About subtitle positioning

One of the many roadblocks you’ll find along your subtitling adventure is something called subtitle positioning. Where to and how to adjust the subtitles in your media file can be tricky!

Yes, it can be puzzling and annoying but, as with pretty much anything in life, you just have to try again and again and again. Turn your problem solving skills on and go for it. Worry not, you’ll find your way.

I’ll drop a few sample files here so you can understand how subtitle positioning actually works. You’ll want to have something looking like this…

(please click and watch, I had this embedded on ghost.io, sorry about this one:)

but you must know how to get there. Well… it’s actually simpler than you think.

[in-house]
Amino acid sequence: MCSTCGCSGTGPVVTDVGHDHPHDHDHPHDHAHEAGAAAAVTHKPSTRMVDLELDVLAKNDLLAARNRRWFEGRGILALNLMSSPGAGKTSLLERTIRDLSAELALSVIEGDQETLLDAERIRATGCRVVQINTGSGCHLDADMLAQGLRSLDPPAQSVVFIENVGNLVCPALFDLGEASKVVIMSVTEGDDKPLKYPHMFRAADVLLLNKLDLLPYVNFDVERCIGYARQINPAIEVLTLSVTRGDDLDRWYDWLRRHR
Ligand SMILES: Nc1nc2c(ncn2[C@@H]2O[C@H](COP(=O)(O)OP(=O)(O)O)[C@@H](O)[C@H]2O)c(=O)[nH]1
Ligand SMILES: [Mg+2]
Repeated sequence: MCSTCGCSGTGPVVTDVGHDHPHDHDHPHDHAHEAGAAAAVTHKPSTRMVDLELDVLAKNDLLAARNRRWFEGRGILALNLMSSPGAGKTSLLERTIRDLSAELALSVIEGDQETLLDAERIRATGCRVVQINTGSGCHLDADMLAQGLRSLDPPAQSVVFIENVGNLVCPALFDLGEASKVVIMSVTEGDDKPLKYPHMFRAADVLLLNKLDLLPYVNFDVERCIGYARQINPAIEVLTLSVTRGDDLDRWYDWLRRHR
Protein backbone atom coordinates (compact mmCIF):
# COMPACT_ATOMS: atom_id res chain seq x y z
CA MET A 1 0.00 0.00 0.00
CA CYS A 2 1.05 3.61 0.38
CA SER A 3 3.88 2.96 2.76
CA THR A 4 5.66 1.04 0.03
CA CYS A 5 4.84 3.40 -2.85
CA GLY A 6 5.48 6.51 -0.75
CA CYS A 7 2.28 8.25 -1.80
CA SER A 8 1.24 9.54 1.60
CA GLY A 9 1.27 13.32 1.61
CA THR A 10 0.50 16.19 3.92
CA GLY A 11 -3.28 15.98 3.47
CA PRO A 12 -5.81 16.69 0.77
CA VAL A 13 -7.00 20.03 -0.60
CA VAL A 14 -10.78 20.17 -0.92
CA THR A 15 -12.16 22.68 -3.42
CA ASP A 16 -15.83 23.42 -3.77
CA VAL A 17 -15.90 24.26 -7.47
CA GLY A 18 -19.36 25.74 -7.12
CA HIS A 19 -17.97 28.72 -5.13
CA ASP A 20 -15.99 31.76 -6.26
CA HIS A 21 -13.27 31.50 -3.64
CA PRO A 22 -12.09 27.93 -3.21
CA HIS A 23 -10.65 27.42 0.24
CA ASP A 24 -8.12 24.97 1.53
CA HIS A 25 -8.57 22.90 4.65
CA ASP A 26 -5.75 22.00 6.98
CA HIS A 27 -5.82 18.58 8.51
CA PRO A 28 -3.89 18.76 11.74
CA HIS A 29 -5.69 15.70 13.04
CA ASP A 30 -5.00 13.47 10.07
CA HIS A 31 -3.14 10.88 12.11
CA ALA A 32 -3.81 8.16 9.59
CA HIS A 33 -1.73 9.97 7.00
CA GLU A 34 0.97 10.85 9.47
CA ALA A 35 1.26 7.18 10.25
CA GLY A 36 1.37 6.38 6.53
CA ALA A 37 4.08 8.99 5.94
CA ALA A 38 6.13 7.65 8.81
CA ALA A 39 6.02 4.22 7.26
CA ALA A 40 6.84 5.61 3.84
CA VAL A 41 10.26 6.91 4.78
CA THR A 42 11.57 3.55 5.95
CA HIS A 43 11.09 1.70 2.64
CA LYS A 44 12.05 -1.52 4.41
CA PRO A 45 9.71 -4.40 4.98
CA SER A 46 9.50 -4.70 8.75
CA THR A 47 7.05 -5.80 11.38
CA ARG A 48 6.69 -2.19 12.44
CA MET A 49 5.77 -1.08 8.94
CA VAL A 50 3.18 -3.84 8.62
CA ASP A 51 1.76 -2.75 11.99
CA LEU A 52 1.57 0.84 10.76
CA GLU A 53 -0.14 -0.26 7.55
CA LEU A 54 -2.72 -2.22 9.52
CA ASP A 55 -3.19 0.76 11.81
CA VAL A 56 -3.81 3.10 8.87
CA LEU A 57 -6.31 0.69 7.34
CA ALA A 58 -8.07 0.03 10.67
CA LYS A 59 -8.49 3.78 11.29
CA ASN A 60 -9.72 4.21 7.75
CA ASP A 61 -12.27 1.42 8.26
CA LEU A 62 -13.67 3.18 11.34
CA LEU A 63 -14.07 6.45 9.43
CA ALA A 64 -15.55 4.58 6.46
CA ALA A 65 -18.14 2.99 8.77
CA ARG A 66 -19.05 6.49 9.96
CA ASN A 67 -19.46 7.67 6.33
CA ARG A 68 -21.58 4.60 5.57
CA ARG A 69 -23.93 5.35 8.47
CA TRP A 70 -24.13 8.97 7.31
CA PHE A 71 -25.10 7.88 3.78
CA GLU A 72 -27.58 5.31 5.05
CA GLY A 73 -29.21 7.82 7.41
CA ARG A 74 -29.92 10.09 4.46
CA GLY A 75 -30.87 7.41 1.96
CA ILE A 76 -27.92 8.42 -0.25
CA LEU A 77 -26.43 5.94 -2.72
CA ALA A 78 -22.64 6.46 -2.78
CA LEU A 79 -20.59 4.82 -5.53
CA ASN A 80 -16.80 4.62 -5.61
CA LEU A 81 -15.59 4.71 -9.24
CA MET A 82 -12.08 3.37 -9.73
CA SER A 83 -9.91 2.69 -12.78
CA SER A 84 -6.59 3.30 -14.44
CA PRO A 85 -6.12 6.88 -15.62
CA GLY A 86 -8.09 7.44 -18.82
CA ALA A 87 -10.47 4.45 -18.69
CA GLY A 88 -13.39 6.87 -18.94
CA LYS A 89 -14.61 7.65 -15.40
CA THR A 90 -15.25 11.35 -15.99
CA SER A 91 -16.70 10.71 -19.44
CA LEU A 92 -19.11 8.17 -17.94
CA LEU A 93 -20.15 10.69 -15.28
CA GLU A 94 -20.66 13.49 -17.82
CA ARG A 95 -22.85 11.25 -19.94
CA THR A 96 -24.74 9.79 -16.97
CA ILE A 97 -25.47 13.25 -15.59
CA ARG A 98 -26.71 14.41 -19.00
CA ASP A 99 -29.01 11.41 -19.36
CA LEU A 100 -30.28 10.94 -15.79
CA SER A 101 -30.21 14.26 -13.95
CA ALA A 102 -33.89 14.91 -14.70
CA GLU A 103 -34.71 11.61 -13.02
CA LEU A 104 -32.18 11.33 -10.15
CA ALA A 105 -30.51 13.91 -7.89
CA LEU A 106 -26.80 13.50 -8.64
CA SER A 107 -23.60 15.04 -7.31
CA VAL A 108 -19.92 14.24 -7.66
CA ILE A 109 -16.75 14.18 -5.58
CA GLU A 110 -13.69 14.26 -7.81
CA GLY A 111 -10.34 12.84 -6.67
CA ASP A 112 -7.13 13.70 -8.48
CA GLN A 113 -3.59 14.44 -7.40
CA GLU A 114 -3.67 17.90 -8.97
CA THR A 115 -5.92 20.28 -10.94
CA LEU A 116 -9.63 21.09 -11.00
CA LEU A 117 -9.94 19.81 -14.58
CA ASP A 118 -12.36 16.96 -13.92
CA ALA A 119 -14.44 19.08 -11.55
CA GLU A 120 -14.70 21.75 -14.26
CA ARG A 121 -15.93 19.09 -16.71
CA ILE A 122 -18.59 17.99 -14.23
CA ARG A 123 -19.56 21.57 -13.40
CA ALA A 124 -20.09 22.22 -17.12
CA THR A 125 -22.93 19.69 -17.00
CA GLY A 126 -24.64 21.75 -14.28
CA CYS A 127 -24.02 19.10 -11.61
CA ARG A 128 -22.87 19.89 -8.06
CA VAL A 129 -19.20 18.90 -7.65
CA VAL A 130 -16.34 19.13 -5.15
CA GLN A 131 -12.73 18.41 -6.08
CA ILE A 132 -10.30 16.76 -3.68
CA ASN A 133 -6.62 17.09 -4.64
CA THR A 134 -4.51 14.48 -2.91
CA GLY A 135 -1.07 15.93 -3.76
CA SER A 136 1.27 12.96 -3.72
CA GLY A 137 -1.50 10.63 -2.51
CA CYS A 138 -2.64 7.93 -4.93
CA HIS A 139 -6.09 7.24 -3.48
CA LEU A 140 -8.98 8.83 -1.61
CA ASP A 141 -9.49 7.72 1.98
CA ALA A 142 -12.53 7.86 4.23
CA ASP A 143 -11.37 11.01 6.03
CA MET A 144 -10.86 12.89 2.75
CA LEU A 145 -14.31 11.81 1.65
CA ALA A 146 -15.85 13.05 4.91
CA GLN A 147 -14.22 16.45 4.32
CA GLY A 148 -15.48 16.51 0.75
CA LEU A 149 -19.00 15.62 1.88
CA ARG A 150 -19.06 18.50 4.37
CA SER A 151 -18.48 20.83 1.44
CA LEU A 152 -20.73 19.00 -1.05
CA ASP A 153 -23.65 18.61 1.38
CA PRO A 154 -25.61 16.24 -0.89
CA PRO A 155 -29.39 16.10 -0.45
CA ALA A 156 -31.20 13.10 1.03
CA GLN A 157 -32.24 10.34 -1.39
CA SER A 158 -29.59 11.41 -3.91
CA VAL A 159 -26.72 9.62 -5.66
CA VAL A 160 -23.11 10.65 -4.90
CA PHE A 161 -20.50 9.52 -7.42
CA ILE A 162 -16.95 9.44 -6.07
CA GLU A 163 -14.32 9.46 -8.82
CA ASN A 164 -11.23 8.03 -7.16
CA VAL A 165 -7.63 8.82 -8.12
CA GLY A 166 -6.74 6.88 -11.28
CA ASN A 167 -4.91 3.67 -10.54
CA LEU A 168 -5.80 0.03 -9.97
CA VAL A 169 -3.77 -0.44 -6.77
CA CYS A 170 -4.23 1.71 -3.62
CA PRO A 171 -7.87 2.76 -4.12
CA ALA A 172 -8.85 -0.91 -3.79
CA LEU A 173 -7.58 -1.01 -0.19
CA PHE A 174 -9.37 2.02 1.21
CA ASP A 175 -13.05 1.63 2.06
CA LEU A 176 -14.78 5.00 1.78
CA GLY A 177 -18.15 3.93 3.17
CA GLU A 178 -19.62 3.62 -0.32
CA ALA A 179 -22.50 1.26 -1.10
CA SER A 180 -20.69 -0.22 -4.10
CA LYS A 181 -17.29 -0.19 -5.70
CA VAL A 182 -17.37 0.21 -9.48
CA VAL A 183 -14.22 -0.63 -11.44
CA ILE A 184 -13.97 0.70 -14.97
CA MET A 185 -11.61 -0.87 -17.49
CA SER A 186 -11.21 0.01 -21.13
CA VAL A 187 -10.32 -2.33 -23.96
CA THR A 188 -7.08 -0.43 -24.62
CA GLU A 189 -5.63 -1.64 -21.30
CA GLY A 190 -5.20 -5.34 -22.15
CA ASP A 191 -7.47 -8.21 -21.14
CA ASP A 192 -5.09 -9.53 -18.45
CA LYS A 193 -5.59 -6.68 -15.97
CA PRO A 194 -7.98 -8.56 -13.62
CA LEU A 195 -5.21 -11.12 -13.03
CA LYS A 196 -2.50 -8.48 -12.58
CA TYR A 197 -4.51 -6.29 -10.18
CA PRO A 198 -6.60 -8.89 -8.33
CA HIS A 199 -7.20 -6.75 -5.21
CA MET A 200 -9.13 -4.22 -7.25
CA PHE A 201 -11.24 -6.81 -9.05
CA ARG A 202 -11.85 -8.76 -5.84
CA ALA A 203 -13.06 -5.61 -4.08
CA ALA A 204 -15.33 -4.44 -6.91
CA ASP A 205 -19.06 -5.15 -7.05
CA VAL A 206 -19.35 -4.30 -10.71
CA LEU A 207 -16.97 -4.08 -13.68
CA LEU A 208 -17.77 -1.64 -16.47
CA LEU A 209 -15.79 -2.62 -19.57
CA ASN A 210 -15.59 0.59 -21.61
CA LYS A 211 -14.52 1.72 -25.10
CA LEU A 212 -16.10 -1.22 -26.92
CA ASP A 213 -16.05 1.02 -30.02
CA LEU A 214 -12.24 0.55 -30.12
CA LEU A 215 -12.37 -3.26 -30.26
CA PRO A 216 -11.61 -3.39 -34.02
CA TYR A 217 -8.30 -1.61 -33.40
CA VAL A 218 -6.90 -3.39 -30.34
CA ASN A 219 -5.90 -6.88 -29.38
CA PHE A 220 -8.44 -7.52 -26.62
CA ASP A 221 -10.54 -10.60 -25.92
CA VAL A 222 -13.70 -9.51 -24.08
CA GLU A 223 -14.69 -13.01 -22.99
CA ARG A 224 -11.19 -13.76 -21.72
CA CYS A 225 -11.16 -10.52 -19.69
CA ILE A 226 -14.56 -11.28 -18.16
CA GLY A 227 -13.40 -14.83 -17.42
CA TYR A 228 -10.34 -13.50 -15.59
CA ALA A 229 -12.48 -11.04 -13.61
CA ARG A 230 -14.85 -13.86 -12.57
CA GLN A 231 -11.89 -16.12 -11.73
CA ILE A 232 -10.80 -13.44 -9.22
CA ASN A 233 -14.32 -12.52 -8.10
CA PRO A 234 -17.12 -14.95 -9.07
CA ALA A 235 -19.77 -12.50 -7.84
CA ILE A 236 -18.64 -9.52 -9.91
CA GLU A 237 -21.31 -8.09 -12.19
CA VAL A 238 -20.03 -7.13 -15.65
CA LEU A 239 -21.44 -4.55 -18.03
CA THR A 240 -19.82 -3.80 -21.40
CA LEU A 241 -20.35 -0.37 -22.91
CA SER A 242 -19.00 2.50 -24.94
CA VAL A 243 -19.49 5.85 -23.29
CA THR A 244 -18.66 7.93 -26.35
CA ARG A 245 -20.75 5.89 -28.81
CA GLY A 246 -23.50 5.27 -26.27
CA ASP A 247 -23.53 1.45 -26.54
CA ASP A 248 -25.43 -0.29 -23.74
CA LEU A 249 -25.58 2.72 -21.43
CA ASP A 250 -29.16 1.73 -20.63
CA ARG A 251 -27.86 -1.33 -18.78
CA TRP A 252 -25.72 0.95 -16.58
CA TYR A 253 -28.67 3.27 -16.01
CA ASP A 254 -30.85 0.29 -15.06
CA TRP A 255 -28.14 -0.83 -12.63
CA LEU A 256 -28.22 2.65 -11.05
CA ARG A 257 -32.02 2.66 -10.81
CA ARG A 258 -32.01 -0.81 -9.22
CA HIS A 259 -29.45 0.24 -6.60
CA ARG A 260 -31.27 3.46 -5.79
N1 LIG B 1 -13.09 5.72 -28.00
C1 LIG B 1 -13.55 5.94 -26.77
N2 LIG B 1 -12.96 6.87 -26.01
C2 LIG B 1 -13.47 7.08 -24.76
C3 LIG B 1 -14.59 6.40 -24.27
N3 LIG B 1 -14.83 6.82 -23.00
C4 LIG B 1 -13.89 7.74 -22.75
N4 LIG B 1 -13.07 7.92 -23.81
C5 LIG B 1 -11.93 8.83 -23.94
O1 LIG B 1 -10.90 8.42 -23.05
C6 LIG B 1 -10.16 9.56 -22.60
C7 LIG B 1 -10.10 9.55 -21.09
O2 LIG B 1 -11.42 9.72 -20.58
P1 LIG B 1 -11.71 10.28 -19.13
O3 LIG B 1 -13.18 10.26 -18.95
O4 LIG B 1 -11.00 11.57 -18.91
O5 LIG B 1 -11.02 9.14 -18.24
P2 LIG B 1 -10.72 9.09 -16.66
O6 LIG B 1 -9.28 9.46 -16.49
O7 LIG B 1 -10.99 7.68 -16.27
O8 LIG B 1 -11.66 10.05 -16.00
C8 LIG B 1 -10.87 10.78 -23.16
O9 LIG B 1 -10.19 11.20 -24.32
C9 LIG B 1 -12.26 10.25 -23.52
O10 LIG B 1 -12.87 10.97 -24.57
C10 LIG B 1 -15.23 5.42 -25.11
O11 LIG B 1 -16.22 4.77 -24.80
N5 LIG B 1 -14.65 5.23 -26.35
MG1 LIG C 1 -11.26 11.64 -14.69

Here, take a look:

{\an}s are your BFFs when it comes to positioning

I’ve been recently challenged to subtitle the credits of a (stay tuned for the upcoming for more) and this is how I figured out, with some help from some subtitling forums. Quick tip for grabs: research your way to the solution. People do share loads of knowledge on subtitles (whether it’s software, different syntax for different formats) so keep your eyes open.

In the end, your clients will be pleased because you enhanced the reading experience and got rid of all of that screenload.



news, views, interviews, stories and studies on translation and subtitles

Get the Medium app

A button that says 'Download on the App Store', and if clicked it will lead you to the iOS App store
A button that says 'Get it on, Google Play', and if clicked it will lead you to the Google Play store